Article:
Tag Archives: kauai
Those of you who follow this blog know I mainly use it as a vehicle to muse about existence and rarely use it to promote myself. But, just found out that one of our promo pieces was chosen as one of the Best of 2015 by A Photo Editor. You probably know that Rob Haggart gets a ton of promo pieces every day and feel pretty honored. You might notice the new Ted Catanzaro 2016 imitation wood grain calendar strategically placed in a blatant attempt at some shameless promotion and the large number of hashtags I’ve added that is supposed to reach a larger audience. AND if you act now, you might be able to get one to adorn your desktop throughout the year!
Surfing is partially about texture. It’s about feeling. Feeling stripped down to the basics- you’re wearing baggies and a leash you’re tethered to your board. Smelling wax, salt water splashes in my face as Theo, Ollie and I make the long ass 1/2 mile paddle out to Tunnels and experience a true Hawaiian 6′- 8′ session. On the paddle in, my arms feeling like old dry rubber bands, flanked by my boys giggling, pulling on each others and my leash asking for a tow in, asking what’s for dinner. Back on the beach someone asks if there were waves out there. I say, “Yeah, we got a few.”
We take the road back instead of the beach our feet walking through mud puddles, pavement and pine needles. I’m pretty proud of these guys.
Just after six o’clock the players started arriving to the farm with all the essentials; gloves, beer and a few bongs. I had heard about the weekly Friday night softball game called “farm ball” even before we got to Kauai. Nestled between the pineapples and bananas, Bruce Fehring has been hosting farm ball for the past 5 years on the west side of his organic farm. I hadn’t played ball in years except for the occasional game of catch with one of my boys in our yard and rumors of rowdiness, drinking, cursing and “not really a place for young kids” had me a bit intimidated.
A barbecue was dragged near the quiver of aluminum bats and one wooden Louisville Slugger as we picked teams. Ollie and I were picked last. Our captain introduced himself as Nestor. I wasn’t sure if that was his first or last name. He wore a red, white and blue baseball jersey with the word Boricua emblazed across the front, pin stripped athletic pants and a Mets cap. He was our pitcher too. We were team B.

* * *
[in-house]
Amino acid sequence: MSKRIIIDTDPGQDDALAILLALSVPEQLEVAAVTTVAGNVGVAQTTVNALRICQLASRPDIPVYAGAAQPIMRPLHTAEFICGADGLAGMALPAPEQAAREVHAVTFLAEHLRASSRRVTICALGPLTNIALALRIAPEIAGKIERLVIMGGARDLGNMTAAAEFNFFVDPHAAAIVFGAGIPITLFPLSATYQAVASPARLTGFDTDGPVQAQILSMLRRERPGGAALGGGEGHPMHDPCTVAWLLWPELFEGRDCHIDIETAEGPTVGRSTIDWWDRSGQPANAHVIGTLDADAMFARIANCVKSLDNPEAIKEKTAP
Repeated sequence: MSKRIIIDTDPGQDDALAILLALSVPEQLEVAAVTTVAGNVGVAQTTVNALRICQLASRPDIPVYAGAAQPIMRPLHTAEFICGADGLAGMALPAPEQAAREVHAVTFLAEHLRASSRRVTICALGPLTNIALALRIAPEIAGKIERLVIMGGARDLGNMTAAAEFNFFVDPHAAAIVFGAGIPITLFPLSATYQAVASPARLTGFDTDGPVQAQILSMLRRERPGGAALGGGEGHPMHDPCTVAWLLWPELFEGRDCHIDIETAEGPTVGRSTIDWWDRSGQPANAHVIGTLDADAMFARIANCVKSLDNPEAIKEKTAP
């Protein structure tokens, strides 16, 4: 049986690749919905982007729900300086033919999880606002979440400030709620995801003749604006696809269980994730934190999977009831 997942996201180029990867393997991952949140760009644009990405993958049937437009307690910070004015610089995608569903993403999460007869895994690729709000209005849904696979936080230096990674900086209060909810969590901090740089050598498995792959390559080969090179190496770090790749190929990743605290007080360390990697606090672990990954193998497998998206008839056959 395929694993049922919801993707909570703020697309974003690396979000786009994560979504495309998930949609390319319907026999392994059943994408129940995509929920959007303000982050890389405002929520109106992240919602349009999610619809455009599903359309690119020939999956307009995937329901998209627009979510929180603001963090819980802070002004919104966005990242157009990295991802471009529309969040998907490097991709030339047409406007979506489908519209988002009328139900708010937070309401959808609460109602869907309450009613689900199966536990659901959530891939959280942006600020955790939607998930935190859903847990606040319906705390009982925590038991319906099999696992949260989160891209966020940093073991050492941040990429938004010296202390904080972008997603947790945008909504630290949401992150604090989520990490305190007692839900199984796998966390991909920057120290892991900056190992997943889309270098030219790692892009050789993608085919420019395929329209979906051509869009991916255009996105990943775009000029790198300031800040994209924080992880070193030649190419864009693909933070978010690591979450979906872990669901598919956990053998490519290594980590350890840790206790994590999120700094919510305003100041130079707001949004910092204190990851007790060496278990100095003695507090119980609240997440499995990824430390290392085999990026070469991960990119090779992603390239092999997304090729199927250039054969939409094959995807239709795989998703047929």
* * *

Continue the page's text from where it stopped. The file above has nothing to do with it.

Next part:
Sam and Theo were on Team A. Also on this team was Wade who is visiting Kauai and staying on the farm in a tent. Wade hasn’t owned a car since 1994 and travels everywhere on his bike. He also keeps the local rooster population down on the farm with his .22 caliber b.b. gun rifle and claims to be an official softball umpire in New Zealand. He did “work” last weeks game but angered players with his steadfast rules which he refused to bend. This week he kept on reminding everyone that the strike zone is not a two dimensional square but in reality a 3 dimensional pentahedron.
Farm ball rules are pretty much the same as baseball except when it comes to balls hit to the outfield. This is where subjectivity seeps in and grown ups start arguing like little kids. Anything hit into Bruce’s pineapple field near right field is an automatic out. If the ball travels over the plastic fencing in right and center field and into the head high Guinea grass it could be a double, triple or home run. I’m not really sure how they figure that out but with a bit of yelling everyone usually comes to a consensus. Sam was 4 for 4 with all his balls hit deep into the Guinea grass. Left field consists of banana trees and palm trees and is really confusing. I really didn’t understand what was fail or foul. There was an orange cone tucked into the palms that signified a foul pole of sorts but I was told if you think the ball is going to go to the left of it, ” just leave it alone.”